Opinion

India has much to gain from chatbots

Sreerama Murthy | Updated on December 10, 2019 Published on December 10, 2019

At your service There is immense scope for chatbots to provide intelligent assistance   -  gmast3r

Public services — governance, healthcare, disaster management — can improve substantially with the use of chatbots

India’s busiest railway station has an approximate footfall of five lakh passengers/day. Every day, over a million transactions are handled across 13,000 Aadhaar centres. In a nation, where queues are omnipresent at public service buildings, a burning need for intelligent digital interventions is obvious.

India is expected to reach 627 million Internet users by 2019 end. This digital adoption is propelled by rural India, which registers 35 per cent annual growth. Why then is the common Indian not lapping up information from the many websites and apps launched by the Government of India? The challenges are many — literacy being the top one.

Citizens need to get information from many sources on multiple app pages, which require intelligent navigation. Even when there is (voice-based) search, forming the right queries is daunting even for the well-educated.

Enter chatbots. A chatbot is an artificial intelligence (AI) software that conducts a conversation in spoken or written natural language, ranging from simple questions to complex, elaborate discussions. A chatbot has the potential to make redundant the challenges of sifting through webpage menus, formulating search queries, etc.

According to Google, already, 30 per cent of queries in India are voice-based, with voice queries in Hindi growing annually by 400 per cent. One is thus compelled to ask if AI-based chatbots handle the ambiguity in Indian communication, where a single sentence can be delivered with multiple variations in slang, accents, interruptions, colloquial substitutions?

We are making great progress in this direction. Natural Language Processing (NLP) and speech experts have been fine-tuning the technologies underlying chatbots, by employing large repositories of spoken and written text to understand colloquial nuances and dialects. Furthermore, domain-specific chatbots are being designed (example, finance) by training them with domain-specific words and phrases.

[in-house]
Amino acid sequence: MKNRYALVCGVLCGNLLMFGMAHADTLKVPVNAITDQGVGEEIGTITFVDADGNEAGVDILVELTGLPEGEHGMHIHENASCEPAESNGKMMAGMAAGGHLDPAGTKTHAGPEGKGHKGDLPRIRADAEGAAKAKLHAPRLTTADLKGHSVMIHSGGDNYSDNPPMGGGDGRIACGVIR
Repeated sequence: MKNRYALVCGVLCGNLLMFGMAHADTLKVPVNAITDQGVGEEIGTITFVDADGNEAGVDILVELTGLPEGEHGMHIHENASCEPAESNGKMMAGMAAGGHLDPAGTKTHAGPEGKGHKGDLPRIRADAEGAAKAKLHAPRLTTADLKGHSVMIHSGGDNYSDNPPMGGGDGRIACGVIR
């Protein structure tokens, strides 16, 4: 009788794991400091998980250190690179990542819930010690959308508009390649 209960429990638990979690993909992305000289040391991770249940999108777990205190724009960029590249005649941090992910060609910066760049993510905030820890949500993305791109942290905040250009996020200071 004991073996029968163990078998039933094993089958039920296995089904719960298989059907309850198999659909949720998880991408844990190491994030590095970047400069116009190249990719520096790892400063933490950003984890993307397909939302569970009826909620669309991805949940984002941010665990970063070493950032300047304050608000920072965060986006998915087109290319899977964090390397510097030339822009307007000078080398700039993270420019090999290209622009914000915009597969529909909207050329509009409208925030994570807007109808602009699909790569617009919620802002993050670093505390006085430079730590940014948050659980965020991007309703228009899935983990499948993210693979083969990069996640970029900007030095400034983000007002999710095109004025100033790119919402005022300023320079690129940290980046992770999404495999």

For public good

Originally designed for business, chatbots can be used to improve aspects like these in any human activity: information sharing, data collection, advice and recommendation, decision assistance, qualitative and quantitative inputs to users or staff. Use of chatbots for civil good can be envisaged across four domains.

Public governance and services: Chatbots are ideal for time-bound relay of public announcements about power outages, traffic diversions, rallies, state and central government orders, curfews and emergencies. Single-window chatbots can enrich or even partially replace smart m-governance applications.

Chatbots can also reduce the pressure on enquiry and reservation counters at transport centres, through information sharing, booking and payment services. Chatbots are equally capable of collecting information so are suitable for filling forms, registering grievances, census and voting lists. For example, the Visabot in the US delivers enquiry-based conversations on nationality, purpose of visit; suggests the apt visa; looks up relevant documents and checks to ensure the entire application is in order.